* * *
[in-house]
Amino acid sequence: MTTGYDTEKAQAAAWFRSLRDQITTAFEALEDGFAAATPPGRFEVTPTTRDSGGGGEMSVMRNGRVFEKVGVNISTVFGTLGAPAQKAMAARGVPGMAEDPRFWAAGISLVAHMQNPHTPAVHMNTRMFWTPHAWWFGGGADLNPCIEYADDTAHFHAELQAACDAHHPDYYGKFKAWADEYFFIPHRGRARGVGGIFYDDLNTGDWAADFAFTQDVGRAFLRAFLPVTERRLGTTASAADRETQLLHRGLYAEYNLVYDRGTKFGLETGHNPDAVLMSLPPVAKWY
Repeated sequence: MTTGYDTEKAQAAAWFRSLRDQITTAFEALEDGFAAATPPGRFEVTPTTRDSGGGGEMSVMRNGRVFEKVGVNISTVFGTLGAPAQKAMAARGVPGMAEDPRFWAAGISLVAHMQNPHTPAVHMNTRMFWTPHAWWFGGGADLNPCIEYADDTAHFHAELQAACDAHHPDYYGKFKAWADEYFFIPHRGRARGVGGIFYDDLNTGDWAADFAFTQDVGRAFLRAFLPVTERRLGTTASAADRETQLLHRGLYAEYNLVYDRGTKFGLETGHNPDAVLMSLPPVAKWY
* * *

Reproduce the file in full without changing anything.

[in-house]
Amino acid sequence: MTTGYDTEKAQAAAWFRSLRDQITTAFEALEDGFAAATPPGRFEVTPTTRDSGGGGEMSVMRNGRVFEKVGVNISTVFGTLGAPAQKAMAARGVPGMAEDPRFWAAGISLVAHMQNPHTPAVHMNTRMFWTPHAWWFGGGADLNPCIEYADDTAHFHAELQAACDAHHPDYYGKFKAWADEYFFIPHRGRARGVGGIFYDDLNTGDWAADFAFTQDVGRAFLRAFLPVTERRLGTTASAADRETQLLHRGLYAEYNLVYDRGTKFGLETGHNPDAVLMSLPPVAKWY
Repeated sequence: MTTGYDTEKAQAAAWFRSLRDQITTAFEALEDGFAAATPPGRFEVTPTTRDSGGGGEMSVMRNGRVFEKVGVNISTVFGTLGAPAQKAMAARGVPGMAEDPRFWAAGISLVAHMQNPHTPAVHMNTRMFWTPHAWWFGGGADLNPCIEYADDTAHFHAELQAACDAHHPDYYGKFKAWADEYFFIPHRGRARGVGGIFYDDLNTGDWAADFAFTQDVGRAFLRAFLPVTERRLGTTASAADRETQLLHRGLYAEYNLVYDRGTKFGLETGHNPDAVLMSLPPVAKWY